Thanks to the community, something great is coming to Ala Moana Beach park! A volunteer group has preliminarily received approval for a 1-acre world-class public playground at the iconic park. The park would be privately funded, and construction is anticipated to begin in 2019, pending permits.
As more people choose to make the Ala Moana and Kakaako neighborhoods their home, we are excited about the inclusion of a place for our keiki to enjoy. We also believe this will only increase the attractiveness of the neighborhoods for families.
Read more from the Honolulu Star-Advertiser, below:
A volunteer group has obtained city approval to build a 1-acre public playground at Ala Moana Regional Park that includes miniature zip lines, slides, swings and a splash pad.
Representatives of a group led by mothers said they intend to seek a building permit by the end of the year and begin construction next year.
“It’s a bit ambitious but we are going to proceed,” Alana Kobayashi Pakkala told the Ala Moana- Kakaako Neighborhood Board at a meeting Wednesday.
Pakkala, an executive vice president of local development firm Kobayashi Group, which co-developed the ultraluxury Park Lane condominium at Ala Moana Center mauka of the park, said the volunteer group is already seeking donations to pay for play equipment and construction that was estimated to cost $2.5 million prior to some design changes.
Mayor Kirk Caldwell said he’s confident the volunteer group will succeed in providing the city a playground for free public use.
“We’re really excited,” he said. “I think it’s going to be one of the more unique playgrounds in the state of Hawaii.”
Producing what organizers call a “world-class” playground would realize a vision that began more than two years ago in response to the city’s improvement master plan for Ala Moana Regional Park that mainly focused on fixing or enhancing existing elements of the 119-acre tract that includes Magic Island.
The volunteer group offered to produce a playground there for the city through private donations, and 18 months ago Caldwell said preliminary discussions were underway.
Since then the playground site was shifted and the design overhauled after input from kids.
Initially, the city anticipated having a playground in a relatively inactive section mauka of a concession and bathroom building near the Diamond Head end of the park. Now the site is another fairly inactive area near the park’s Ewa end, mauka of an L&L Hawaiian Barbecue concession and bathrooms.
The playground’s design also was revamped after the volunteer group held planning and design sessions with stakeholders and consulted with children from select Oahu schools. This input led to changes that included adding more zip lines, having slides that start atop small hills and using natural colors instead of primary colors.
Tiffany Vara, another group leader, said kids wanted more open-ended play and also asked for some old-school amenities. “They really wanted swings and monkey bars,” she said.
Equipment selected for the project includes a globe-shaped structure that can be gently spun with kids on the inside and outside, swings for multiple riders and something that resembles two giant rocking chairs joined facing each other with a table in the middle.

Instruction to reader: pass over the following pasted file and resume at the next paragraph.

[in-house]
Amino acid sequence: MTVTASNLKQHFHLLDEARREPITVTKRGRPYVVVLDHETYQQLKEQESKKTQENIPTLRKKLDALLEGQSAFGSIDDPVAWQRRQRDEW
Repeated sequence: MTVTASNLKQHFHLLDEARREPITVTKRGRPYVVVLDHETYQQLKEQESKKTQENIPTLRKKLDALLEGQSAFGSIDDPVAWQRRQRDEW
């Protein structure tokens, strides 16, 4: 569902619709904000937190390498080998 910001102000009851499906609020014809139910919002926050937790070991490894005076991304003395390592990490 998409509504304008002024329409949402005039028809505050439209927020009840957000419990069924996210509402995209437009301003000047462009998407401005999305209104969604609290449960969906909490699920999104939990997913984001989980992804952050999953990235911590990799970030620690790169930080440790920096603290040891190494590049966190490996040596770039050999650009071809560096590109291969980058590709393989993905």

Six zip lines are also part of the plan. These work by riders sitting on a disc suspended from an overhead track and pushing off a platform to travel from one end of the track to the other while a couple of feet off the ground.
Other elements include picnic tables, a splash pad and a retail concession to provide snacks and convenience items for parents and kids. Proceeds from the concession would help the city pay for playground maintenance, though the volunteer group also could raise money for this expense under its nonprofit, Pa‘ani Kakou.
The playground would be big enough for more than 500 children and include features that can be enjoyed by kids with disabilities. It would be fenced to keep kids safe and to secure the facility at night.
The city’s master plan for the park generally calls for improving existing features, such as replenishing beach sand, widening a pedestrian promenade, covering a drainage canal, reconfiguring parking and other renovation work at an estimated cost of $144 million.
Nicknamed “The People’s Park,” Ala Moana Regional Park was built in 1934 and is used by 4 million people a year, more than any other general recreation park in the state, according to the city.
City officials said in a June draft environmental impact report for the master plan that overall community feedback for a playground was positive in scoping meetings.
However, some residents who submitted comments on the plan discounted the need for a playground.
“Kids should just run around, play games, throw balls, etc.,” Diane Fujimura said in a written comment. “Keep in mind that this park is a true people’s park. It needs to remain that way, simple, clean, safe and naturally beautiful.”
William Kaeo, an elementary school counselor, suggested the city focus more on basic beach park amenities. “A playground in the park is NOT NEEDED,” he wrote. “Please make more showers and cleaner bathrooms.”
Endorsing a playground was Brian Walter, who wrote that given the park’s size, such an addition would be welcome. “It seems like there is so much wasted space,” he said. “I would personally support a playground or two for the kids to have fun.”
At Wednesday’s neighborhood board meeting, Audrey Lee with the group Malama Moana liked the detailed playground plan. “This is a fabulous thing,” she said. “I’m really impressed.”